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Why are some people being invited for a spring booster?
COVID-19 is more serious in older people and those with a weakened immune system. Protection from the vaccine may be lower and may decline more quickly in these people. For this reason, people aged 75 years and over, those in care homes and those aged 12 years and over with a weakened immune system are being offered the spring booster.
When will people be able to book my spring booster?
Joint Committee on Vaccination and Immunisation (JCVI) advice is that people should wait until around six months since their last dose for maximum effectiveness, and people are asked to wait until they are invited by the NHS to book. People should wait to be contacted by the NHS. The NHS will begin inviting people from the week beginning 21st March and will offer a top-up dose to all who are eligible during Spring and early Summer.
How do I get my booster dose of the COVID vaccine?
The NHS will invite you to book your COVID-19 spring booster around six months after your last dose. You can book through www.nhs.uk/covidvaccine or by calling 119.
Why is the COVID-19 spring booster programme needed?
Like some other vaccines, levels of protection may begin to wane over time.
The spring booster helps to reduce your risk of catching COVID-19 or being admitted to hospital if you do.
Boosting your immunity should extend your protection and may give broader protection against new variants.
Why are no other groups of people being invited to come forward for a spring booster?
The NHS vaccinates people in line with recommendations from the Joint Committee on Vaccination and Immunisation (JCVI), as accepted by government.
I had my last jab more than three months ago but haven’t received an invitation. Can I get a spring booster at a vaccination centre?
The clinical advice from JCVI experts is to wait until around six months since your last dose for maximum effectiveness and to get the most benefit from the vaccine. You should book when you’re invited by the NHS. However, if you are in one of the eligible groups and attend a site that accepts walk-ins for booster doses, you will not be turned away if it has been more than three months since your previous dose and you haven’t had COVID within the last 4 weeks.
Will I have any side effects from the spring booster?
You may experience some mild side effects from the booster dose, regardless of how you reacted to previous COVID-19 vaccines. Side effects are very mild, do not last for very long and not everybody will get them. Side effects can include a sore arm, feeling tired, a headache, feeling achy, and feeling or being sick. If you do get them, a pain killer such as paracetamol is recommended.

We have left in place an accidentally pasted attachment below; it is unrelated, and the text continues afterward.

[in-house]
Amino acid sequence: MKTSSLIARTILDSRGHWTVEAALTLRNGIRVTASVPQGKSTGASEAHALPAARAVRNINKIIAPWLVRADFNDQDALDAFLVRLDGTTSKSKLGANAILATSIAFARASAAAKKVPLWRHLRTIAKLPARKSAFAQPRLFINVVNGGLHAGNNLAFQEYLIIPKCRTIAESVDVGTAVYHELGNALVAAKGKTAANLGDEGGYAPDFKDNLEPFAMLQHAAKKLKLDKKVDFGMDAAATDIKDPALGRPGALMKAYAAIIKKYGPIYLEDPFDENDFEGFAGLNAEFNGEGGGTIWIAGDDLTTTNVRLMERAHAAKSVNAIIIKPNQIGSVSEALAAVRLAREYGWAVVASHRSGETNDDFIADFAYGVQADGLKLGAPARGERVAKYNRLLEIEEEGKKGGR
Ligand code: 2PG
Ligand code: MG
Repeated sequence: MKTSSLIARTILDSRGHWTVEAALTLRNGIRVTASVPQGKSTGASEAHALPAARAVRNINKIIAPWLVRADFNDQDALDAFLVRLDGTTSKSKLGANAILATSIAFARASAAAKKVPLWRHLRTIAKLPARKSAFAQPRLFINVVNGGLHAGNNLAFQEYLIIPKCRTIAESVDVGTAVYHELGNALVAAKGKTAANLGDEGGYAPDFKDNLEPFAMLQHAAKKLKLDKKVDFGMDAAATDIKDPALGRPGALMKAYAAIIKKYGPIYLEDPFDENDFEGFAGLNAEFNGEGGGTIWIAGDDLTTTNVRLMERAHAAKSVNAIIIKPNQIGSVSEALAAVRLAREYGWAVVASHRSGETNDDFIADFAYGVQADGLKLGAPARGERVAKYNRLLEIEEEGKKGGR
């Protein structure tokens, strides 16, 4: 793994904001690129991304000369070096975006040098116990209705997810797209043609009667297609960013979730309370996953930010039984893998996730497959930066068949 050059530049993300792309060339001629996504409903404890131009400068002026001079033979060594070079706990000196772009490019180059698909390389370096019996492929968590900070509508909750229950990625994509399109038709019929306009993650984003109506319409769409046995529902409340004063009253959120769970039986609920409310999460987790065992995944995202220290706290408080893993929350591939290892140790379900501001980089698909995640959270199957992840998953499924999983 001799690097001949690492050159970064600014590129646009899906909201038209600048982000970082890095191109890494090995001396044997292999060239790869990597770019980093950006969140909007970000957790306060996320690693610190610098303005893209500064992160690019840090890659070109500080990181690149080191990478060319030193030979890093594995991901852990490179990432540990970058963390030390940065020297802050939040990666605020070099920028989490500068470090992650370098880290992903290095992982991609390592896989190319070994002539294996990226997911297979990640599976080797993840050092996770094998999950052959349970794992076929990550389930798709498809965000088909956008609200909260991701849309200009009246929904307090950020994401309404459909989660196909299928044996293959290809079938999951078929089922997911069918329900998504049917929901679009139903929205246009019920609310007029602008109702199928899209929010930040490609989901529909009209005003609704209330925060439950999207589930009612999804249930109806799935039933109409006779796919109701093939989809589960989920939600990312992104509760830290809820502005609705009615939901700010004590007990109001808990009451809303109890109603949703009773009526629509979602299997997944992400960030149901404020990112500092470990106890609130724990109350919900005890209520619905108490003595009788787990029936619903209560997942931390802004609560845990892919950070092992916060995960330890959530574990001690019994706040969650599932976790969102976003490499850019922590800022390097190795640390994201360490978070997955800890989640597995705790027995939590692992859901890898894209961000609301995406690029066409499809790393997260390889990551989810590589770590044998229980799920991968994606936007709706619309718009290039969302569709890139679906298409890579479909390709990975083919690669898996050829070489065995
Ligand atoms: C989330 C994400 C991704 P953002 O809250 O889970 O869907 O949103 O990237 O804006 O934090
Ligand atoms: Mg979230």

Is there anyone who shouldn’t have the spring booster vaccine?
There are very few people in the eligible groups who should not have a booster. If you have had a severe reaction to a previous dose of the vaccine you should discuss this with your GP surgery.
I’ve just had COVID-19 – should I still get my booster dose?
You should not attend for vaccination if you are unwell. If you think you had a recent COVID-19 infection (e.g. you had a positive test, or you had symptoms and did not test but a family member or colleague did test positive) you should defer vaccination.
If you’ve had COVID-19, you need to wait 4 weeks before getting your spring booster. This starts from the date you had symptoms, or the date of the positive test if you did not have any symptoms.
If you had some symptoms but are not sure if you had COVID-19, you should still attend for vaccination once your symptoms are better and you can discuss this with a healthcare professional.
It is important you get your spring booster as soon as possible after this period to ensure you have the maximum possible protection against COVID-19 in the future.
Can I still catch COVID-19 after having the spring booster?
Like all medicines, no vaccine is completely effective but having the spring booster will reduce your chance of being hospitalised if you catch COVID-19.
Can I still come forward for a first or second dose if I’ve not yet done so?
It’s never too late to come forward for your first, second or (if you were immunosuppressed at the time of one of these) third dose of the vaccine. You do not need to be registered with a GP and can find a walk-in option, book an appointment or more information at www.nhs.uk/covid-vaccine or by calling 119.